In late January, Freedom’s news editor received an email from “the authorised representative of the copyright holder” of an image we had published a year prior.
“It has come to our attention that the Copyright Work has been reproduced [by Freedom] without our permission”, it informed us, and that “as a result of your unauthorised use, we are justified and entitled to commence legal proceedings for copyright infringement and to seek an injunction, compensation and reimbursement of our legal costs,” before asking us to give them a quick call.
The story of the photo in question is this:
In February 2018, during the Yarls Wood female detainees hunger strike, we were contacted, quite late at night, by an activist group providing assistance to the striking women. They offered an interview with one of the detained hunger strikers. We said of course, and following a heartbreaking phone conversation with a young female detainee awaiting, due to UK’s racist immigration policy, deportation to the country she had no links with, the interview was ready to publish that same night, minus the picture. And then someone from the group offering the interview suggested we use the pic which a year later would get us in trouble. As far as we knew, they had permission.
When we were emailed and informed that, contrary to our honest belief, the picture was copyrighted by a photographer, we took this seriously and responded the same day saying: “Thanks for informing us that the listed photo is under your copyright, now that you have informed us (…) we have deleted it from our system. We hope this shows we did not knowingly infringe copyright and that we have no intent to do so.”
This prompted the “representative of a copyright holder” to send us another email: “you have yet to compensate us for the unauthorised use. Sct 96(1) and (2) of the CDPA entitles us to commence justified legal proceedings for copyright infringement and damages or an account of profits, delivery up and costs.” This came with an invoice for £408 – around twice union rates, as they were claiming “damages”.
Surprised by this aggressive behaviour from a presumably left-wing friendly photographer, we looked up the “copyright holder”. Turns out it is Jess Hurd, a photojournalist self-described on her website as a “campaigning photographer” “working with a broad range of campaigning organisations on social issues often inadequately covered by the mainstream press”. According to her portfolio, Jess covers a lot of activism and protest-related issues.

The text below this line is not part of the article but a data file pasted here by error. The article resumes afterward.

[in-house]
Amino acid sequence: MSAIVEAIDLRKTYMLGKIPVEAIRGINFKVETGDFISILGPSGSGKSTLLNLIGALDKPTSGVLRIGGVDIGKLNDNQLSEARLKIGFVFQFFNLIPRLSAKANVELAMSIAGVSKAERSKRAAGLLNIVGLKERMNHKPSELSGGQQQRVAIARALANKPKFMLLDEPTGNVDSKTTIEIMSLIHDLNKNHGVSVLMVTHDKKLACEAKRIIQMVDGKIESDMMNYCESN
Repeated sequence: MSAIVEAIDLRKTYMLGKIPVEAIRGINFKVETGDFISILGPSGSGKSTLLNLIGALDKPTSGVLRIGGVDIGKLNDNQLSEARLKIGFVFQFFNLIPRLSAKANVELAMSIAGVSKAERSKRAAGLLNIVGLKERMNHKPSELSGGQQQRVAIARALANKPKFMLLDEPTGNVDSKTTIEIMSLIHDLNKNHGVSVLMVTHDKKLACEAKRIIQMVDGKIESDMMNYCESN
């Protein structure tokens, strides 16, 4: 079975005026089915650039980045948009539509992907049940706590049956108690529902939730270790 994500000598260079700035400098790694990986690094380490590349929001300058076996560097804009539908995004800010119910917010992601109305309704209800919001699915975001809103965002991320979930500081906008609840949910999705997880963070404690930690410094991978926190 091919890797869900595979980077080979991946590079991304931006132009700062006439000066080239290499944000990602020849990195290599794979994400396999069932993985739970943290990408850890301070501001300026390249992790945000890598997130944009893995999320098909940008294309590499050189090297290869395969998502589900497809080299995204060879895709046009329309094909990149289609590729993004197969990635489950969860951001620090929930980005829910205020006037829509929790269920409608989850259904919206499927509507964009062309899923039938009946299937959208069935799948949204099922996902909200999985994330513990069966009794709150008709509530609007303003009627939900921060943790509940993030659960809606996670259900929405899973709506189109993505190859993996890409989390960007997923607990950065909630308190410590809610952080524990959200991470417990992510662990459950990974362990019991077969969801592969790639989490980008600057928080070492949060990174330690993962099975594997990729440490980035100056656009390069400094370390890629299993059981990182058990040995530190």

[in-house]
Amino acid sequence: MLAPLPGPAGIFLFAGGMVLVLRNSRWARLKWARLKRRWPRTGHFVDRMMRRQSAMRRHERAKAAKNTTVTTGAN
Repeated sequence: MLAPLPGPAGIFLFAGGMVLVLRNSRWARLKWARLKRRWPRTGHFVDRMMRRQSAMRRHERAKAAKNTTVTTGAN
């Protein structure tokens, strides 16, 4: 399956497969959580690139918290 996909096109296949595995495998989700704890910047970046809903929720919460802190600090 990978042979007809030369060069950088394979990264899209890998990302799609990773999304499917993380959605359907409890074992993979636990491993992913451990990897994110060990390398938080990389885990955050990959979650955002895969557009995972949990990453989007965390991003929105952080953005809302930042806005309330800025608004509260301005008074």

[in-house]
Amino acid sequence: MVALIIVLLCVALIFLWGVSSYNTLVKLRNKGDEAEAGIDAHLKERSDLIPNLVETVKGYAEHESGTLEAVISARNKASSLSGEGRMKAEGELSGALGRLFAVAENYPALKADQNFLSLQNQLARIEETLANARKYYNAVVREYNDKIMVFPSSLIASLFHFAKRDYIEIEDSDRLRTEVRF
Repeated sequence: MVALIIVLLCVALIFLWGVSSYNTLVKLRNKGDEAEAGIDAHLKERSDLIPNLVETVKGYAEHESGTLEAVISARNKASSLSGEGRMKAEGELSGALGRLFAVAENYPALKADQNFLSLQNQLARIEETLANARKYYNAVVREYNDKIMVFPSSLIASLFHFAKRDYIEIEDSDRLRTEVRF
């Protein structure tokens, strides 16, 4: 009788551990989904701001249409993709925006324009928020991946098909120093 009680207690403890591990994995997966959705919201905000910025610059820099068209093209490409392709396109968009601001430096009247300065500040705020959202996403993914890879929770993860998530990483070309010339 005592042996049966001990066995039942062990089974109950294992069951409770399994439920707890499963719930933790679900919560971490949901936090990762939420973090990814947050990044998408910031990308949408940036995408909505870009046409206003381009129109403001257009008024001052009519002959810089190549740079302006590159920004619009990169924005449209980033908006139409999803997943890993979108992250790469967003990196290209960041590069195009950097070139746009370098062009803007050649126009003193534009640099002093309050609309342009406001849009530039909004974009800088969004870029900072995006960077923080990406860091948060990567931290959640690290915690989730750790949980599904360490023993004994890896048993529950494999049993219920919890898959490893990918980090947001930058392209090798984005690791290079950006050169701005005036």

After establishing who Jess is, we thought the whole legal email exchange thing was probably just a misunderstanding, coming from a “legal representative” who just doesn’t understand that much about activism. Surely Jess, considering her line of work, would not be happy to take money from Freedom: especially since it was certainly used in a text discussing “social issues often inadequately covered by the mainstream press”. So we contacted Jess directly asking for clemency.
In response, Jess Hurd sent us a link to the current National Union of Journalists rates, and eventually agreed that we pay £175 plus VAT: a total of £210.
Now it is obvious that Jess Hurd was within full legal rights to request we pay for use of her copyright work: even if the sum she agreed on has been described as “fucking outrageous to charge a non-profit” by other activist journalists we have spoken to. It is also obvious that we made a mistake by publishing a photo without properly checking who it belongs to, and that it is very annoying to have your work published without credit. It is also true that the person posting the picture has made a mistake not to check the copyright properly.
But as far as we are concerned, it is also not ok, and quite unethical in fact, to pursue a legal fight over a minor and promptly fixed copyright infringement against a group such as Freedom.
Freedom is a volunteer-run website and twice-yearly magazine providing lesser-covered news stories serving anarchists and the wider activist community. Currently the editorial team consists of two people, who work every day to keep our website lively and relevant. We do not get paid and we work based entirely on the non-profit principle. We run on a Creative Commons license, meaning that content we produce can be re-used for free by other non-profits. Or, if you may, we stick to our founders’ ideals of Mutual Aid.
Jess Hurd is a photojournalist who has built her career largely on documenting activism. She appears to benefit from the trust of activists who, based on the fact she declares herself a “campaigning photographer”, allow her access to their actions and other happenings. This trust comes with responsibility: we think this should include not shaking down activist news sources and groups with legal threats. Frankly, we think journalists who do this should not be allowed anywhere near activism, and instead should stay where their place is: on the other side of police line, with other mainstream media journos.
We don’t have the sort of money which leaves us with spare to pay Jess (a fact she was made aware of which led her to “magnanimously” charge us standard NUJ rates), and in the end one of our volunteers had to cover the cost from their own pocket. We are therefore calling for a fundraiser to help us with it.
If you have some spare cash, we would really appreciate if you could send it our way through our Paypal, so we can pay our volunteer back for the cash they had to lend to us so some “campaigning photographer” gets paid. Otherwise, share widely!